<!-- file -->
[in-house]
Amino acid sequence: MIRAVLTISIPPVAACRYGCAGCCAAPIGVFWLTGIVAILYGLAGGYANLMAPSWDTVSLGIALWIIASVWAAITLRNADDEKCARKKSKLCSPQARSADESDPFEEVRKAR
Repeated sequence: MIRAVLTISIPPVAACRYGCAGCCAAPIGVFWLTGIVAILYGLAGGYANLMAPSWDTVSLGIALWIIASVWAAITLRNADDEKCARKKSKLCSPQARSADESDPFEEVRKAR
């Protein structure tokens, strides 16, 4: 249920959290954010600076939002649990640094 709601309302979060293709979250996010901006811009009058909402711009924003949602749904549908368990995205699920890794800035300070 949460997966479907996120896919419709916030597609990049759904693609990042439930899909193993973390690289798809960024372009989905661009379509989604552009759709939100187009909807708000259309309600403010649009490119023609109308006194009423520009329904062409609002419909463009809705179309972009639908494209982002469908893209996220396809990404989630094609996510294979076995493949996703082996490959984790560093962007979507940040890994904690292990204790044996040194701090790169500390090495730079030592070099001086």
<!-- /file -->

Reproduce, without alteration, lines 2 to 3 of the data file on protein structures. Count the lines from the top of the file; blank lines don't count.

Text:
Amino acid sequence: MIRAVLTISIPPVAACRYGCAGCCAAPIGVFWLTGIVAILYGLAGGYANLMAPSWDTVSLGIALWIIASVWAAITLRNADDEKCARKKSKLCSPQARSADESDPFEEVRKAR
Repeated sequence: MIRAVLTISIPPVAACRYGCAGCCAAPIGVFWLTGIVAILYGLAGGYANLMAPSWDTVSLGIALWIIASVWAAITLRNADDEKCARKKSKLCSPQARSADESDPFEEVRKAR